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holymoly

Everything Digital Photography

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Mostly an enclave to house discussions relating to digital cameras and lens; and to share photographs, preferably one's own. Yes, including instagrams.

 

Jeremy should be happy about this... :D

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The Canon EOS M is faintly reminiscent of the Carl Zeiss Jena Werramatic. The smallness of it, the curved top plate, the clean Bauhausian design, the tiny exquisite lenses and this -- its density. The Werramatic is a hefty camera. It's small, but feels like a solid chunk of brass. The EOS M is like that too -- its curvy, organic form makes us think its light when in fact it is densely heavy. They even share the same carrying studs.

 

werra-matic.jpg

 

^Prettiest little camera ever from the 1950s, but it is surprisingly heavy for its diminutive size.

 

The Canon EOS M (2012)

canon-eos-m-review-03-640x426.jpg

 

Was at KLCC tonight for some shopping and took some pics with the M + 22/f2

IMG_2258_zps4cca90ef.jpg

 

One of the nice things about the towers is how accessible they are to the general public. Some towers sit upon a podium-like building so you can't actually touch the tower. But the Twin Towers go straight to the ground, and the pillars can be touched by anyone. The most experiential design ever, I think. See how the tower is uninterrupted all the way to the base which can be touched by anyone.

IMG_2249_zpsa39cf4cd.jpg

 

The base is very much part of the public's experience of the building.

IMG_2279_zps7f063606.jpg

 

Modern day cathedral. To capitalism and consumerism.

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Every single review of the EOS M mentions its "slow autofocus". A new firmware update sped AF up a lot, but it is still lagging compared to the Olympus PENs (fastest in the world) or Canon's own DSLRs. For this reason mainly, the EOS M failed in the market.

 

I think people lack perspective with these things.

 

For most of history, cameras did not have AF. The most iconic pictures were taken with them. The Leica M was known as a camera for "decisive moments", yet till today, the Leica M has no AF. The Hasselblad Vs were professional cameras, with Carl Zeiss lenses, and they never had any autofocus.

 

People got on fine without AF. You focussed on a ground glass, or a ground glass with split prism. With rangefinders, you lined up the image on a small rectangular patch. Compared to even the least competitive AF today, these cameras were ridiculously slow to focus, and very taxing on the eye.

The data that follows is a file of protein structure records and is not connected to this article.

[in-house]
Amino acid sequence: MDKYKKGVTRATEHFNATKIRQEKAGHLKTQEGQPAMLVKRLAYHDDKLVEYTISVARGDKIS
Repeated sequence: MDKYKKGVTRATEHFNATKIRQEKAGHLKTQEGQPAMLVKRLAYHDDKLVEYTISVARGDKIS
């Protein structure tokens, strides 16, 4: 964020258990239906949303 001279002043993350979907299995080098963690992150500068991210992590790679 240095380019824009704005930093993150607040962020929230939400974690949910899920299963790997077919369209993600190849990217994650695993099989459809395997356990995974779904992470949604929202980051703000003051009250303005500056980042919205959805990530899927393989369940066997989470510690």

So the AF on the EOS M is maybe 50% slower than the Olympus PENs. 30% slower than maybe the Canon 1DX. I don't know for sure. But that is still blazingly fast as to be instantaneous. It is so fast, I don't need it any faster.

 

Why would anyone complain about how the EOS M takes 20 ms longer to focus than his Canon 5DIII? What does he do with the AF speed? He will tell you he takes pics of "critters" in the garden. That he likes to take pics of birds flying over his house.

 

This non-issue with the AF tells me one thing: cameras are a buyer's market. Consumers can ignore a camera even if it has only one aspect that is not entirely competitive with the best-in-class, because there are so many cameras out there to buy. It's brutal on the camera makers. No wonder so many of them are loss-making.

 

The EOS M is a miracle of a camera. There are no qualifications to that statement. Unless you like to take pics of birds in flight, you will never think of the AF.

 

Its merits are so numerous, I can't be bothered to go into them.

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It appears that when Canon M first came to the market, the autofocusing ability came into scrutiny because people were comparing it to existing Fuji, Sony, Panasonic, Olympus and Samsung mirrorless systems. Panasonic and Olympus autofocusing systems are really blazing fast and Sony Nex has pre-focusing to lock on to subjects. Not only was the Canon M autofocus significantly slower, it was also inaccurate. Apparently sometimes the autofocus would lock on and then jump out of focus even when held steady. The popular Canon compacts like the S110 were outperforming the Canon M on autofocusing too. A new firmware upgrade to the Canon M did help the autofocus speed but I am not sure whether that improved the accuracy and locking on. Maybe you can touch on that.